The first call I got, shortly after I read the news of David Bowie’s shock departure was from my 19 year old daughter Clare wanting to tell how much it meant to her. I think it says so much about the brilliance of that particular generation of artists that our great heroes have also become our children’s.
Just some random thoughts I’ve had during the day:
How did he do it? Kept the last album but one pretty much a secret until it’s release, and now this- such an enigma! And that voice- ridiculously versatile, effortlessly perfect yet always uniquely his. Nobody ever soared like David Bowie did- As an example I couldn’t go past Heroes from his second live album ‘Stage’.
I remember playing ‘Suffragette City’ from Ziggy Stardust incredibly badly at a high school music concert back in about ’77. I’d piggy-backed two atrocious cheap transistor guitar amps together and turned them both up to 11… Mums, dads and kids in the front rows all had their hands over their ears…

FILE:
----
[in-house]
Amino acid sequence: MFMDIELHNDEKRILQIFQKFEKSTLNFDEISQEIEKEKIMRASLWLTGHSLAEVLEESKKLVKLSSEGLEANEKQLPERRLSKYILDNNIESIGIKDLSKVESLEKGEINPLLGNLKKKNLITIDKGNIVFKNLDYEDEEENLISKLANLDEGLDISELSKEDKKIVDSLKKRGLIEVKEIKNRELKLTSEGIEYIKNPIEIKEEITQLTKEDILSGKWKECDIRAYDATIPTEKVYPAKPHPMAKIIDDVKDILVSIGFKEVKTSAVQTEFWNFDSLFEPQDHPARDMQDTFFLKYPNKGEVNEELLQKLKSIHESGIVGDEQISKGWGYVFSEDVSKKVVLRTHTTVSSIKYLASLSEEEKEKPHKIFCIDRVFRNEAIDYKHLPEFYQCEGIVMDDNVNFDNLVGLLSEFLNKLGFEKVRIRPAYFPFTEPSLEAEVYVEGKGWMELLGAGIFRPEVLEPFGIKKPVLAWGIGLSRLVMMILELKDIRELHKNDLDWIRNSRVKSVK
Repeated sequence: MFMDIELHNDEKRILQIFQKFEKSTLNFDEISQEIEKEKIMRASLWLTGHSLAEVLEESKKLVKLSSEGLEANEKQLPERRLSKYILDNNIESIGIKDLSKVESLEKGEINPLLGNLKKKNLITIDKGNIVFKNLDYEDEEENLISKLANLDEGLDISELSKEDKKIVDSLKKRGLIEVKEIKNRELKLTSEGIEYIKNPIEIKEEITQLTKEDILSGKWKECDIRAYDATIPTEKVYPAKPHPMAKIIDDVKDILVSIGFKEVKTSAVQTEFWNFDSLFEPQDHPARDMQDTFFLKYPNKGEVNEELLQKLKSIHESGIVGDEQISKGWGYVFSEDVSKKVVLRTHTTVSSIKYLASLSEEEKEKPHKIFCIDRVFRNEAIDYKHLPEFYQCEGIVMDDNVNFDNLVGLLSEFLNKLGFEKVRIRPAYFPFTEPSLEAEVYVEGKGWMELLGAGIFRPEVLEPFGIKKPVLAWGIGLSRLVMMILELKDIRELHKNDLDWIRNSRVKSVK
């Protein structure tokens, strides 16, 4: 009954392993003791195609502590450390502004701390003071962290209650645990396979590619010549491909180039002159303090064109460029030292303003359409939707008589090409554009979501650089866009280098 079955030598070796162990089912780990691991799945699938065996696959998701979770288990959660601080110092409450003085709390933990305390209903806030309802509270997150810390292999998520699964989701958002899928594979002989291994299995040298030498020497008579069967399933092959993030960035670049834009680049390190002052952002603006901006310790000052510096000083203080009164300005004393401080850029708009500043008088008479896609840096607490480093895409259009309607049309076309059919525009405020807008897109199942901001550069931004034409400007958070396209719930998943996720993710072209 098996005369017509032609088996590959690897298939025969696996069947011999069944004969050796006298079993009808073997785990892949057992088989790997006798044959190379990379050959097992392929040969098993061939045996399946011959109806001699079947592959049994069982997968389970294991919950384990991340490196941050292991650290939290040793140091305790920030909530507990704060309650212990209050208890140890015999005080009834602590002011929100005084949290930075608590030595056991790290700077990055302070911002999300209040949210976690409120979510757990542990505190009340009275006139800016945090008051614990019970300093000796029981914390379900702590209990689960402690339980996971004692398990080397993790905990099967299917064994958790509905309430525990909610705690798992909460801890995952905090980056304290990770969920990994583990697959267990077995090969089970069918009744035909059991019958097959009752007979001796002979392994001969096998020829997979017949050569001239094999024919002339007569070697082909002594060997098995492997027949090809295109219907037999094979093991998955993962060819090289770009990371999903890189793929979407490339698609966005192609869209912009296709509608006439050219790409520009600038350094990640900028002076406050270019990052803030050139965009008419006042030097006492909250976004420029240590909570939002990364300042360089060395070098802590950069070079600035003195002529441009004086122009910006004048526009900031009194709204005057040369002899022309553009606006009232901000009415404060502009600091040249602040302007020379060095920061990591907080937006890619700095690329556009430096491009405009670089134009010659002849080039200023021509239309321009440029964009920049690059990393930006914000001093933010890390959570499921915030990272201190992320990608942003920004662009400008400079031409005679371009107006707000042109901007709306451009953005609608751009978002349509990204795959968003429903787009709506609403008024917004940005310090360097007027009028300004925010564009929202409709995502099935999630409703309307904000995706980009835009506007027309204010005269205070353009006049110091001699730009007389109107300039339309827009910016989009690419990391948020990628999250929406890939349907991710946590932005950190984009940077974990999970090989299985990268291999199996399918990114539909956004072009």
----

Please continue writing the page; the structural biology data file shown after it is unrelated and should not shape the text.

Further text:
We used to play ‘Golden Years’ in the Naturals, and I still think our version was pretty good. Somewhere floating around is a very decent live recording of it from early 1985, Dee Why Hotel in Sydney. I wonder where?
No great composer in history, from Beethoven to Bowie or for that matter Boulez, ever didn’t look back on at least some of their work and ponder “that was crap, what was I thinking?” It comes with the territory when you take risks and if you don’t, your work will never be great. Haven’t heard much of Black Star yet, but looking forward to getting better acquainted.
Don’t be afraid even now to be critical. I think the great man would have wanted people to express a diversity of opinion. I guarantee he had no reason to be insecure about the occasional negative review. The Guardian obituary has the perfect balance, because despite the occasional misfire, the full package was what counts and that was as perfect the life of an artist as you could ever imagine.